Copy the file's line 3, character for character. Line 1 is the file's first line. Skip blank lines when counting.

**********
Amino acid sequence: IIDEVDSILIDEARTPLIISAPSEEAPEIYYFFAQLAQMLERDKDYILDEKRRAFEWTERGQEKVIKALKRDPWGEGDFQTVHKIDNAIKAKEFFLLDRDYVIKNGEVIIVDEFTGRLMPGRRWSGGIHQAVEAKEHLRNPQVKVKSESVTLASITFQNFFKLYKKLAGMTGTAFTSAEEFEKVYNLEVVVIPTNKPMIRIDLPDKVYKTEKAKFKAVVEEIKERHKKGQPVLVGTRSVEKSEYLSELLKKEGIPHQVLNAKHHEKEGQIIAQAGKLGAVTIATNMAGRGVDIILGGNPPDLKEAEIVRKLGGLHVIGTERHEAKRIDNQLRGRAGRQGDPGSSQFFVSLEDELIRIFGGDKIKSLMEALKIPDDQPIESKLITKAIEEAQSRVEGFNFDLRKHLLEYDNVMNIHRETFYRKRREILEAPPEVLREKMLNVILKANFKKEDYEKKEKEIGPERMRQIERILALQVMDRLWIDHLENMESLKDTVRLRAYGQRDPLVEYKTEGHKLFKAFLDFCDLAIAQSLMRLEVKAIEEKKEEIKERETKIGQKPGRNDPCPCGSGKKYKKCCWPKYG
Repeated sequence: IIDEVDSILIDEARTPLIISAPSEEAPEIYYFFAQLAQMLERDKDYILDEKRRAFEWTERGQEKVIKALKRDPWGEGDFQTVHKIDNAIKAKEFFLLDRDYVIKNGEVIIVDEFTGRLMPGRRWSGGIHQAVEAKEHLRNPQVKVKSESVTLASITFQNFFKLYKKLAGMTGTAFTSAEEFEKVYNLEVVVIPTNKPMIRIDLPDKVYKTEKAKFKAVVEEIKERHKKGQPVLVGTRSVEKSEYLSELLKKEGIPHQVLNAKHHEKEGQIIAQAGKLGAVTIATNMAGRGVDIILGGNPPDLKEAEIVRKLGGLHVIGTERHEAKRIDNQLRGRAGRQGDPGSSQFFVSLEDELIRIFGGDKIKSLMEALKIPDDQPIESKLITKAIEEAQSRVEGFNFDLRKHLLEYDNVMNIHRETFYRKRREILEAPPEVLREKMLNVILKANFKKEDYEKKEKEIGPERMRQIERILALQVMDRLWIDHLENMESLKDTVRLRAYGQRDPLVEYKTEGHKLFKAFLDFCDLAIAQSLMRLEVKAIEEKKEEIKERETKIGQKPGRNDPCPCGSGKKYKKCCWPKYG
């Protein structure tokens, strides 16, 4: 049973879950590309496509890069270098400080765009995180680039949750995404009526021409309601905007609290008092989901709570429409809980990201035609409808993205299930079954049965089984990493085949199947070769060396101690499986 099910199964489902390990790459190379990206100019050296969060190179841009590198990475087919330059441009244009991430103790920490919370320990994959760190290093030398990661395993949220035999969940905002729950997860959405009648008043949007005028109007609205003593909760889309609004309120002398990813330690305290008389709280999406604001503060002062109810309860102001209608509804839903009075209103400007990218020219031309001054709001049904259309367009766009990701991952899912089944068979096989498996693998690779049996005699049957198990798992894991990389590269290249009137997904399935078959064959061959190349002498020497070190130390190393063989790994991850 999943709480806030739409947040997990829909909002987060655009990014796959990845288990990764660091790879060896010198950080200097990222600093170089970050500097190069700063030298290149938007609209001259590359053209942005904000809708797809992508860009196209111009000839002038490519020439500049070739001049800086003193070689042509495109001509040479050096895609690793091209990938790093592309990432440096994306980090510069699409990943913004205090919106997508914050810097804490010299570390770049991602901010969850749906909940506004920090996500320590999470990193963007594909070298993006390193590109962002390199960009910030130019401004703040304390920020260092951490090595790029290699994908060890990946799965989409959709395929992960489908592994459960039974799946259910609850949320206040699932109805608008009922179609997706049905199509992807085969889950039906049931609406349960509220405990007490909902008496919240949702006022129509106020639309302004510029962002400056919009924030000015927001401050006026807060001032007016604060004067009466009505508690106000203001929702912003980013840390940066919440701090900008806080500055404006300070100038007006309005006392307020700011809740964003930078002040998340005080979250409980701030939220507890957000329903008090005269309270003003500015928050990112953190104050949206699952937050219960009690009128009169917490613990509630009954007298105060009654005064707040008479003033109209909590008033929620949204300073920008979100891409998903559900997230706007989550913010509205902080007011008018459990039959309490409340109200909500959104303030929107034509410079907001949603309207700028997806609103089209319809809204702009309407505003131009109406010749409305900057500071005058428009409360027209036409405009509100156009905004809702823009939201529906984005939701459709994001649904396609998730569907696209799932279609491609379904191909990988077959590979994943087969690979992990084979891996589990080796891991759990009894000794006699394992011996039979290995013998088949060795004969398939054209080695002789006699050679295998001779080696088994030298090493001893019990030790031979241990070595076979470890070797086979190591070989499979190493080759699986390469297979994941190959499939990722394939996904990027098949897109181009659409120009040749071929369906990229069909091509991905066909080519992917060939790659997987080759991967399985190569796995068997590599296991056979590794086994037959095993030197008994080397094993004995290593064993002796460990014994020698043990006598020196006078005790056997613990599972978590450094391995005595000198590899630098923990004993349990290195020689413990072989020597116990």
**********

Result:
């Protein structure tokens, strides 16, 4: 049973879950590309496509890069270098400080765009995180680039949750995404009526021409309601905007609290008092989901709570429409809980990201035609409808993205299930079954049965089984990493085949199947070769060396101690499986 099910199964489902390990790459190379990206100019050296969060190179841009590198990475087919330059441009244009991430103790920490919370320990994959760190290093030398990661395993949220035999969940905002729950997860959405009648008043949007005028109007609205003593909760889309609004309120002398990813330690305290008389709280999406604001503060002062109810309860102001209608509804839903009075209103400007990218020219031309001054709001049904259309367009766009990701991952899912089944068979096989498996693998690779049996005699049957198990798992894991990389590269290249009137997904399935078959064959061959190349002498020497070190130390190393063989790994991850 999943709480806030739409947040997990829909909002987060655009990014796959990845288990990764660091790879060896010198950080200097990222600093170089970050500097190069700063030298290149938007609209001259590359053209942005904000809708797809992508860009196209111009000839002038490519020439500049070739001049800086003193070689042509495109001509040479050096895609690793091209990938790093592309990432440096994306980090510069699409990943913004205090919106997508914050810097804490010299570390770049991602901010969850749906909940506004920090996500320590999470990193963007594909070298993006390193590109962002390199960009910030130019401004703040304390920020260092951490090595790029290699994908060890990946799965989409959709395929992960489908592994459960039974799946259910609850949320206040699932109805608008009922179609997706049905199509992807085969889950039906049931609406349960509220405990007490909902008496919240949702006022129509106020639309302004510029962002400056919009924030000015927001401050006026807060001032007016604060004067009466009505508690106000203001929702912003980013840390940066919440701090900008806080500055404006300070100038007006309005006392307020700011809740964003930078002040998340005080979250409980701030939220507890957000329903008090005269309270003003500015928050990112953190104050949206699952937050219960009690009128009169917490613990509630009954007298105060009654005064707040008479003033109209909590008033929620949204300073920008979100891409998903559900997230706007989550913010509205902080007011008018459990039959309490409340109200909500959104303030929107034509410079907001949603309207700028997806609103089209319809809204702009309407505003131009109406010749409305900057500071005058428009409360027209036409405009509100156009905004809702823009939201529906984005939701459709994001649904396609998730569907696209799932279609491609379904191909990988077959590979994943087969690979992990084979891996589990080796891991759990009894000794006699394992011996039979290995013998088949060795004969398939054209080695002789006699050679295998001779080696088994030298090493001893019990030790031979241990070595076979470890070797086979190591070989499979190493080759699986390469297979994941190959499939990722394939996904990027098949897109181009659409120009040749071929369906990229069909091509991905066909080519992917060939790659997987080759991967399985190569796995068997590599296991056979590794086994037959095993030197008994080397094993004995290593064993002796460990014994020698043990006598020196006078005790056997613990599972978590450094391995005595000198590899630098923990004993349990290195020689413990072989020597116990």